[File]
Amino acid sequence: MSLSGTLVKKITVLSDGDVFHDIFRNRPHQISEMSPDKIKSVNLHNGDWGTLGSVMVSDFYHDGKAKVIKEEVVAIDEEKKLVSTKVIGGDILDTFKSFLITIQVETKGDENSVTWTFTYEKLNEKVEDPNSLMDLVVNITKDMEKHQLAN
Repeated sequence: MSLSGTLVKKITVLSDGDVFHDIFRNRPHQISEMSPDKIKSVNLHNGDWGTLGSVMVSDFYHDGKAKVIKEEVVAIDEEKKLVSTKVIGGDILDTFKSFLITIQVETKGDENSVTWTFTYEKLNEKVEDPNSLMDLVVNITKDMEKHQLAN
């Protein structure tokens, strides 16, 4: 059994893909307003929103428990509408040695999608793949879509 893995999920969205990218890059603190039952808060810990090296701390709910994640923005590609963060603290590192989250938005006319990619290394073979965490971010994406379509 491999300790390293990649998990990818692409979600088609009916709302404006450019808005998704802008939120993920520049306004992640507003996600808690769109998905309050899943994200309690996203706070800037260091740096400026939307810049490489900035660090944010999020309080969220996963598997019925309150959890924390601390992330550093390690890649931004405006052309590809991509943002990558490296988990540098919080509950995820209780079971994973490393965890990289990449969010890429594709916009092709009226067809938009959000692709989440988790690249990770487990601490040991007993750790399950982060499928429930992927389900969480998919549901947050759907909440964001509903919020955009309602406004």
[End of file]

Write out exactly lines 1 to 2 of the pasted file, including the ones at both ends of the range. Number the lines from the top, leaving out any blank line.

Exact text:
Amino acid sequence: MSLSGTLVKKITVLSDGDVFHDIFRNRPHQISEMSPDKIKSVNLHNGDWGTLGSVMVSDFYHDGKAKVIKEEVVAIDEEKKLVSTKVIGGDILDTFKSFLITIQVETKGDENSVTWTFTYEKLNEKVEDPNSLMDLVVNITKDMEKHQLAN
Repeated sequence: MSLSGTLVKKITVLSDGDVFHDIFRNRPHQISEMSPDKIKSVNLHNGDWGTLGSVMVSDFYHDGKAKVIKEEVVAIDEEKKLVSTKVIGGDILDTFKSFLITIQVETKGDENSVTWTFTYEKLNEKVEDPNSLMDLVVNITKDMEKHQLAN